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Are there any substantiated health risks to a high protein, low-carb diet?

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closed as off-topic by Greg Dec 10 at 20:02

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This question needs more context, most diets are good for some and bad for others. Making broad statements to answer this won't help anyone. –  Ivo Flipse Mar 3 '11 at 17:37
    
high protein foods can make you pass wind more (eggs, protein shakes) watch out! :) –  Moz Mar 11 '11 at 10:17
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Off topic according to the FAQ since the scope change of the site excluded questions not related to exercise. –  Baarn Sep 13 '12 at 16:04

2 Answers 2

up vote 4 down vote accepted

Too much protein is excreted so there are no health risks in that respect. You will also avoid muscle wasting with a high protein diet, however you're likely to have low energy levels from the lack of carbs so maintaining protein-only for more than one day isn't a good idea.

The tryptophan found in protein also needs carbohydrates to be transported, which essentially equates to low serotonin levels for the duration of the diet.

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What is serotin? Do you perhaps mean serotonin? –  Daniel Rikowski Jun 20 '11 at 15:03
    
@DR01 it's a wiki, feel free to correct any typos/grammar/spelling –  Chris S Jun 20 '11 at 18:04
    
NOTE: the lack of energy is temporary, and after 3 days it should improve. At least that's how it worked for me and a number of other people I know. Basically the body has to get used to burning fat for energy instead of relying on the carb intake to do it. That doesn't happen overnight. –  Berin Loritsch Jun 29 '11 at 17:20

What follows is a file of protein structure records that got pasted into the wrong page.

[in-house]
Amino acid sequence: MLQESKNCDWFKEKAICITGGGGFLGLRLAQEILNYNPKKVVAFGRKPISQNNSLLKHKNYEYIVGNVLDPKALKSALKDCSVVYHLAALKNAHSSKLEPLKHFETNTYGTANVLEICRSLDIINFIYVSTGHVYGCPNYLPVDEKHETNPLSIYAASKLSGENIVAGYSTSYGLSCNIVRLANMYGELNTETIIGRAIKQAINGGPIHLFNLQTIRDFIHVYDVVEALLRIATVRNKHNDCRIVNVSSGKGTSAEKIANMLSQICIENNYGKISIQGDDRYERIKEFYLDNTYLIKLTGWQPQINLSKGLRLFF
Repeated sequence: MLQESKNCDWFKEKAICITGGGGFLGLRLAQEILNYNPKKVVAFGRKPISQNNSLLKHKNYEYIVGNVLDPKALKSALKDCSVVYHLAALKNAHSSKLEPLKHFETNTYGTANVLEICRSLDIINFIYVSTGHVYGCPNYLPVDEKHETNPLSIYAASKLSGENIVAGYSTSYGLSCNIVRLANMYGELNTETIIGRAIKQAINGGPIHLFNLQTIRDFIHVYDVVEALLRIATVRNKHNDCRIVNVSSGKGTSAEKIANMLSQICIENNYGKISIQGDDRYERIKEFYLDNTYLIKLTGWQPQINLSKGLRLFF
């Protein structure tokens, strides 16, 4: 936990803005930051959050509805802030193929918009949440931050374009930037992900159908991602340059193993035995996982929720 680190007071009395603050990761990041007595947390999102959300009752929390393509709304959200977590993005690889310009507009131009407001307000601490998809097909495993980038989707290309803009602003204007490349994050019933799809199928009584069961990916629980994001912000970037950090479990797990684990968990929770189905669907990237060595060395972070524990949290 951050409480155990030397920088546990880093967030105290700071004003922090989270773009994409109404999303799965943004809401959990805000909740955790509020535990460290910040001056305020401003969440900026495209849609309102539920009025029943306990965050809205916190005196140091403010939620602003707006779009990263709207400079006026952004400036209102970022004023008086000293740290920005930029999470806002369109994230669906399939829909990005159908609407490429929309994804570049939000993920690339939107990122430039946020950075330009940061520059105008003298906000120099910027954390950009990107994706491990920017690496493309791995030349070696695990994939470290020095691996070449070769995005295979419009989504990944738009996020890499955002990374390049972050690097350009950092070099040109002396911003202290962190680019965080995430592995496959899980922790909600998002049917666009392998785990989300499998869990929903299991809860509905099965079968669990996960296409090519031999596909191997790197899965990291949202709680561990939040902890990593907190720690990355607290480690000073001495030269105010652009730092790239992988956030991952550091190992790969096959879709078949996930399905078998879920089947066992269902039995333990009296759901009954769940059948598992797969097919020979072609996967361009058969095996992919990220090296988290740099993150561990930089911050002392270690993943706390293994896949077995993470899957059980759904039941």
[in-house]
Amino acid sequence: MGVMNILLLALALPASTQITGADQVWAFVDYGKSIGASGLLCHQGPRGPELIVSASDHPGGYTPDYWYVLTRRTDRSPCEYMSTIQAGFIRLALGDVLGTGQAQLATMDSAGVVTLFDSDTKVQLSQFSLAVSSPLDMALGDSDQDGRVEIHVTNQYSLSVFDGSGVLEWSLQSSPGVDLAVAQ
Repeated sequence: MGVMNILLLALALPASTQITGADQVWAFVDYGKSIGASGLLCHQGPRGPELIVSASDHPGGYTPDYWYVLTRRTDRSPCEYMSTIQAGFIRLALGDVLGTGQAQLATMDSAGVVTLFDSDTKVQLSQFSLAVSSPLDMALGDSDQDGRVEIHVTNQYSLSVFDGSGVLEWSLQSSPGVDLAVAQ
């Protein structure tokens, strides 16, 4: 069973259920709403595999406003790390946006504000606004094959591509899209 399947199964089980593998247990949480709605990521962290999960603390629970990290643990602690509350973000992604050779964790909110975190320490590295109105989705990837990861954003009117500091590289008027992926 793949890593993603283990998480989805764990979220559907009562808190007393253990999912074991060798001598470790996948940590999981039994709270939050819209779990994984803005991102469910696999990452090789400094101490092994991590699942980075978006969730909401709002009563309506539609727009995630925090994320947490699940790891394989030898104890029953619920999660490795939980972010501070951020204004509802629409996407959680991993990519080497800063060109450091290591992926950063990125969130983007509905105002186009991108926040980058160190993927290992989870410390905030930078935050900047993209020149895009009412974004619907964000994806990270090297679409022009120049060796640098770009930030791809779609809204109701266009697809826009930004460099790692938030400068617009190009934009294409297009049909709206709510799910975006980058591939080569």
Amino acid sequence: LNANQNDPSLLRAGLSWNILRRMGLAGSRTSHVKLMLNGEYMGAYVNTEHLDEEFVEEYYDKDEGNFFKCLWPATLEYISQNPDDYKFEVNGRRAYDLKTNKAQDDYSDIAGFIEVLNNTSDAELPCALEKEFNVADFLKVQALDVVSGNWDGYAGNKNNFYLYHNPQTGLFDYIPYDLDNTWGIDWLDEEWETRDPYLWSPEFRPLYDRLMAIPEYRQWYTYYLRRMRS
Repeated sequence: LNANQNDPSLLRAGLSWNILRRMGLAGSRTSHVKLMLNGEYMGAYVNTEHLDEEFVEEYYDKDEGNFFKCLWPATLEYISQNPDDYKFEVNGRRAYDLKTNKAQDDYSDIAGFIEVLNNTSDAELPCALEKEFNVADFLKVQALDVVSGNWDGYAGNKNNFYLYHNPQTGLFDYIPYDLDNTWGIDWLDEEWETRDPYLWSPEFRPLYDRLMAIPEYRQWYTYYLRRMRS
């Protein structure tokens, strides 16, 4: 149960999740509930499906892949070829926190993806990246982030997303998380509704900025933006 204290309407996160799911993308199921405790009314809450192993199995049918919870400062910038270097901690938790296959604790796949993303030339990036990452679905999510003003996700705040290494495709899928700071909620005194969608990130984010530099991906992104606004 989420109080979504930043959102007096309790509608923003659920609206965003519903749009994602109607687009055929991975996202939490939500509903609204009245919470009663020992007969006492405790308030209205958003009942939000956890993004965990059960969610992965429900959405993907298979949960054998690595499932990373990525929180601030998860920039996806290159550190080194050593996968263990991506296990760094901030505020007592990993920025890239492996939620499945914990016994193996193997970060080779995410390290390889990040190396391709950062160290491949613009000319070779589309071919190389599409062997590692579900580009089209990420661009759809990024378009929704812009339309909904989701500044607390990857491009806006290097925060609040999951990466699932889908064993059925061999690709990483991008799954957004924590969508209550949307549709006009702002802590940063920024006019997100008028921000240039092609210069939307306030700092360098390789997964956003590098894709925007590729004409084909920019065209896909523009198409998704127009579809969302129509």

High-protein diets only pose a serious health risk if you do not take in enough fat and/or carbohydrates with them. The maximum for a high-protein diet is 60% protein. The human body only requires 0.36g protein per pound of body weight daily, and my understanding is that high-protein diets are usually regarded in the medical community as unnecessary.

Carbohydrates and/or fats are absolutely essential to both maintaining energy levels and maintaining healthy brain activity. Increasing protein sufficiently that you crowd out your energy calories is going to pose some serious side effects. Other than that, you run some risk of dehydration, and should watch your hydration levels carefully and drink pure water any time you're thirsty.

As always, before starting a diet like this, you should talk to your physician and make sure that your health history won't negatively impact your attempts at it. High-protein diets are meant for bulking up, not losing weight. Be sure to take supplemental vitamins, as you are not going to get all you need from a diet of lean meats.

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Energy levels will resume after the first three days of removing carbs. Essentially the body has to get used to burning fat for the energy levels and maintaining the proper blood sugar for the brain to function rather than relying on the carbs to do that work. However, very low carb diets need to be seen as a temporary solution for the purpose of losing weight. –  Berin Loritsch Jun 29 '11 at 17:25

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